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Rumsfeld Hindered by FBI Probe

The FBI (search) investigation into whether a Pentagon analyst passed classified information to Israel is yet another political weight on Defense Secretary Donald H. Rumsfeld, still fending off criticism over the Iraq war and prisoner abuse.

It is not clear whether the investigation will result in charges of espionage (search) at the Pentagon. At the least, the probe complicates Rumsfeld's position as congressional committees that oversee the Defense Department prepare for more hearings on the abuse scandal.

Rumsfeld has not commented publicly on the FBI's investigation. While the FBI has spent more than a year on the case, it only became public Friday.

It is focused on an analyst of Iranian affairs who works in a policy office headed by Douglas J. Feith (search), the undersecretary for policy. He has been accused by Democrats of seeking to manipulate intelligence to help make the case for going to war in Iraq. Congressional investigations have found no evidence of that.

The Washington Post reported Sunday that the FBI investigation has broadened to include interviews with individuals at the State and Defense departments as well as Mideast affairs specialists outside the government. Israeli officials predicted that the allegation it got secret information on White House policy toward Iran from the Pentagon analyst would prove false.

Vincent Cannistraro, a retired CIA (search) officer and former director of White House intelligence programs during the Reagan administration, said Sunday, "It's another scandal for the Pentagon," with the potential in this case of going beyond the single individual under investigation.

Larry Di Rita, Rumsfeld's chief spokesman, said Sunday that the Pentagon is sticking by its initial statement Friday that it understands the investigation is limited in scope. He said it would be inappropriate for him or Rumsfeld to comment further because it is an active investigation.

As for the possible political implications for Rumsfeld at the height of a presidential election campaign, Di Rita said, "I would not try to predict how the political season will affect this."

Early in his tenure at the Pentagon, Rumsfeld spoke out publicly against the unauthorized release of classified information. He undertook a special investigation when some elements of Pentagon planning for war in Iraq leaked to the news media in 2002.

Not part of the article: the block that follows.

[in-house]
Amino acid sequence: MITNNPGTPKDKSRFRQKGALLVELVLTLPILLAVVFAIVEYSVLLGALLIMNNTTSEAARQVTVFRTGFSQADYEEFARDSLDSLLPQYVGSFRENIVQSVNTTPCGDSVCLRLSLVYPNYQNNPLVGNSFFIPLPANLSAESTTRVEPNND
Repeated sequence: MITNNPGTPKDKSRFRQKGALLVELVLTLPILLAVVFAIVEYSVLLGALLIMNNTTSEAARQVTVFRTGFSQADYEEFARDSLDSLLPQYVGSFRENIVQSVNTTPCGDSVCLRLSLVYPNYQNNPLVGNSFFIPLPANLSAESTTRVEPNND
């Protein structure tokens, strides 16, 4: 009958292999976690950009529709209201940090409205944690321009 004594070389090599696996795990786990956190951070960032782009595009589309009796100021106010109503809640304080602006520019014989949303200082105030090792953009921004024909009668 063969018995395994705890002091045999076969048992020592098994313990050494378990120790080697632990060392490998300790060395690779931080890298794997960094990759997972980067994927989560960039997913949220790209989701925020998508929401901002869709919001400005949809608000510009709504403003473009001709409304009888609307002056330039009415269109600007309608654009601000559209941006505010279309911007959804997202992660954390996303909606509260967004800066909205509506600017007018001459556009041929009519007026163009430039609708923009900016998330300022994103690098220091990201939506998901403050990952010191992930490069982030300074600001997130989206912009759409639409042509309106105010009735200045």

In his 3 1/2 years as secretary, Rumsfeld has had a sometimes rocky relationship with Congress. When the administration began a global fight against terrorism in response to the attacks of Sept. 11, 2001, his stock rose quickly and he gained popularity for his tough approach.

But as the insurgency in Iraq took hold in the summer of 2003 and the casualty toll for American troops mounted — more than 950 have been killed — Rumsfeld became a target of criticism on Capitol Hill.

A Time magazine poll released Saturday said 39 percent of those surveyed approve of the job Rumsfeld has done and 37 disapprove. They were split on whether President Bush should replace Rumsfeld: 49 percent said Rumsfeld should go and 48 percent preferred that he stay.

Rumsfeld, 72, took much political heat when the Abu Ghraib (search) prisoner scandal came to light in April with photographs of U.S. soldiers abusing and sexually humiliating Iraqi prisoners.

Two official investigations found that the highest levels of the Defense Department shared blame for management lapses that may have contributed to the problems at Abu Ghraib. But those reviews found no evidence to suggest that Rumsfeld ordered, encouraged or condoned any abuse of Iraqis.

To the suggestion that Rumsfeld resign over the abuse scandal, former Defense Secretary James Schlesinger said last week that such a development would be a "boon to all of America's enemies."

Schlesinger headed an independent panel that looked into the abuse. A second panelist, former Defense Secretary Harold Brown, agreed that Rumsfeld acted appropriately.

"If the head of a department had to resign every time anyone down below did something wrong, it would be a very empty Cabinet table" Brown said.

That was just days before news broke of the FBI investigation at the Pentagon.